When we think about what makes a piece of software good or even great, the terms that first come to mind usually are functionality, usability, safety and reliability. In other words, with good software it is easy to do everything it is designed for, and it is done well and without errors. Other important aspects are performance and scalability, i.e. the software works fast enough and for large enough data sets or large documents and with multiple users.
All these aspects are visible or even measurable aspects. The users of our software can tell if it looks ugly or runs slow or produces erroneous output. However, there are many aspects that are not visible to the user but can make some software better and more successful than others. A very important example is software maintainability.
Why does maintainability matter?
Software is not a static bunch of bits and bytes sitting on our hard drive that gets executed once in a while. Software has to be developed and evolved. Usually it starts off as a proof of concept or prototype, goes through alpha and beta testing until the first release. From there on features have to be added and changed and bugs need to be fixed. Good software caters to the needs of its users and adapts to new requirements that arise from the ever-changing world around it.
That means that the code at the heart of our software has to change constantly. The software has to be tested again and again to make sure that by changing the code we did not accidentally made it slower or break it by doing the wrong thing. Changing and adding code to fix bugs and add new functionality is called software maintenance.
Maintenance costs time and money – after all, someone has to do it. The less time and money it takes, the more successful the software can be. If we have to invest less in the development of a feature or in bug fixing, we can sell the software for less money or with even more and better features or a more awesome user interface.
How we can achieve software maintainability
In order to add or change code, software developers have to read and understand the code that is already there. Estimates about the reading to writing ratio vary wildly, but a common estimate is that we spend about ten times more reading old code than writing new code. That means that the main audience for the code we write should not be the compiler or interpreter that produces the actual program, but the other developers that have to read what we are writing. As the saying goes, these “other developers” include especially our own future self, because we are very likely to come back to the code we have written.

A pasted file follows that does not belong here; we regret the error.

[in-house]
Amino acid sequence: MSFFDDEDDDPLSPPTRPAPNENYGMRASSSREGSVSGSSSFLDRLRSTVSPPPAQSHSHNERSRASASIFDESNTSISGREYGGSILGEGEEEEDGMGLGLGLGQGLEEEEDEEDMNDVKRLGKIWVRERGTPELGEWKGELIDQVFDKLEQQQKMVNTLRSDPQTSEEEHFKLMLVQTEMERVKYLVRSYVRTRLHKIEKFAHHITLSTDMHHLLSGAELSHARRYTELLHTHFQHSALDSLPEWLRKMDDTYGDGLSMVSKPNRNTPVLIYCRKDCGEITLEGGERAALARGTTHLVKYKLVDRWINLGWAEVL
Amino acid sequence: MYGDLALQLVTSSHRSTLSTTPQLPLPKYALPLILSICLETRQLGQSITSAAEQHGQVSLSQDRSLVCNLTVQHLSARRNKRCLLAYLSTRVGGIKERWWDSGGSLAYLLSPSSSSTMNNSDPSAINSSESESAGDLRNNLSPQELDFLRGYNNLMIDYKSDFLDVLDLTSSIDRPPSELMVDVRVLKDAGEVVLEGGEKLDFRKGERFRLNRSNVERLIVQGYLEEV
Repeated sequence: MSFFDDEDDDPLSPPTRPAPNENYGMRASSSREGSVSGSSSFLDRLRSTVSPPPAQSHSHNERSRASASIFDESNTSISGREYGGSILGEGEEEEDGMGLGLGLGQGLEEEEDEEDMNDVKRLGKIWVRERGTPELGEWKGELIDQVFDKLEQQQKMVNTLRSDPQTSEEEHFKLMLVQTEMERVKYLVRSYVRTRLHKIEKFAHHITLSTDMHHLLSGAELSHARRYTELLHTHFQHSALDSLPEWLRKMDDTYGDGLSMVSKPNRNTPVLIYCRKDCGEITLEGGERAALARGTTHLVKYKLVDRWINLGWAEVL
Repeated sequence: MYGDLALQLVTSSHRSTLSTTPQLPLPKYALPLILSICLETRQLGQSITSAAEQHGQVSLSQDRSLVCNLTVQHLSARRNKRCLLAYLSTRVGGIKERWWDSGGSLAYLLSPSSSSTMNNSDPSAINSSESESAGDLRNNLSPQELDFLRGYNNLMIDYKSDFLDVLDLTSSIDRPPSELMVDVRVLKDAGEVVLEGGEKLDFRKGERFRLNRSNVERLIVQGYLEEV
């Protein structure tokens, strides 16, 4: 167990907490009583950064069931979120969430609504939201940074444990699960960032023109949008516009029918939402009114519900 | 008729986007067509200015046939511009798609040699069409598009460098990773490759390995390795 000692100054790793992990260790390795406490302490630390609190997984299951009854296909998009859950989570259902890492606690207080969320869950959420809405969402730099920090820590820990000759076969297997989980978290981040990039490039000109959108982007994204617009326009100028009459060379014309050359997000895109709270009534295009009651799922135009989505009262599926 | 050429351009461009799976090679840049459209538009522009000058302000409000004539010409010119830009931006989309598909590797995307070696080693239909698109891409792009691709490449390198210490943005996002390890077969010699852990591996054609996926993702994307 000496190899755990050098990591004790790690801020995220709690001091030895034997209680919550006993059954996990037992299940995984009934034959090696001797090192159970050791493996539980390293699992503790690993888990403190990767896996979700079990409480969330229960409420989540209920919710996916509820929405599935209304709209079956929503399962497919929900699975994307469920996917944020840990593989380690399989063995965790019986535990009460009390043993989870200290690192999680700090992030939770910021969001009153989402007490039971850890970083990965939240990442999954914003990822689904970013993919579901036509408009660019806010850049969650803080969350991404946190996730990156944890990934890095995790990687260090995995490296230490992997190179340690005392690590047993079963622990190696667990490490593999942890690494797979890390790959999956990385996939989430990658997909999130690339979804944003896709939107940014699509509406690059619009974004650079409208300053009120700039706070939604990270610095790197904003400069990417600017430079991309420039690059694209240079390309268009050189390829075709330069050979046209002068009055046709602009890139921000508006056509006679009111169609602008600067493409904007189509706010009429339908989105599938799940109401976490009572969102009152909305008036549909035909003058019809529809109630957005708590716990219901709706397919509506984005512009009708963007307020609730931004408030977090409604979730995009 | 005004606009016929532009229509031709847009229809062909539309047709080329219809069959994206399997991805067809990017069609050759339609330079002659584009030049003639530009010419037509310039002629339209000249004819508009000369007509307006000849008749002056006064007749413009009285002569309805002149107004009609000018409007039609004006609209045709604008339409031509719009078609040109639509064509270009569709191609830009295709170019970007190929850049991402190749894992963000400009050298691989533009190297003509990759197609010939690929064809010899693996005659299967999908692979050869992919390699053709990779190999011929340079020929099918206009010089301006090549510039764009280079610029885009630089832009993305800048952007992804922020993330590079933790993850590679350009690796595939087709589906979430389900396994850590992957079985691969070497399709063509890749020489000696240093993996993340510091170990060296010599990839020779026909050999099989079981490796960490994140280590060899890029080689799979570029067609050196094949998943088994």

Writing code for other developers means writing “clean code”, i.e. readable and understandable code. To achieve this, making it work the way we want it to work is only the first step. The next and sometimes harder step on the way to clean code is refactoring, i.e. to change it piece by piece, making it more readable while preserving the behavior of the software.
The key to successful refactoring are automated tests. A good test coverage can give developers the necessary confidence that the changes they apply to the code do not break existing behavior. The automated tests are preferably very fast so they can be run often to reduce the time code changes are left unchecked.
The cost of clean code and good tests
Writing tests takes time. Refactoring the code base also takes time. So the question arises whether the time we win by improving maintainability actually exceeds the time we have to invest into those actions that don’t appear to add visible value to our software. That question is a valid one and needs to be addressed.
Clean code practices require some initial time investment e.g. into setting up test frameworks. In addition, in the beginning projects are small enough so that the ratio of actually writing code to reading existing code is better, so the benefits of cleaner code are diminished. However, experience shows that over time, the benefits of refactoring and writing automated tests pay off.
How long it takes to reach the point of break-even depends on multiple factors, especially on the experience of the developers in using clean code techniques and writing tests. This experience does not only influence the time it takes to perform those tasks. Cleaning up code and achieving test coverage is not a yes/no decision, and the experienced software craftsman can assess how much code polishing is needed.
The bottom line is, that except for short term throwaway code like prototypes, a certain amount of refactoring and automated testing always pays off. And let’s be honest, that throwaway code tends to stick around longer than planned. Therefore, writing tests and refactoring code are not optional additions to the software development process. They are integral parts of it, like bug fixing, implementing features and writing documentation. All these activities are needed to provide a software product of high quality, including the “invisible quality” software maintainability.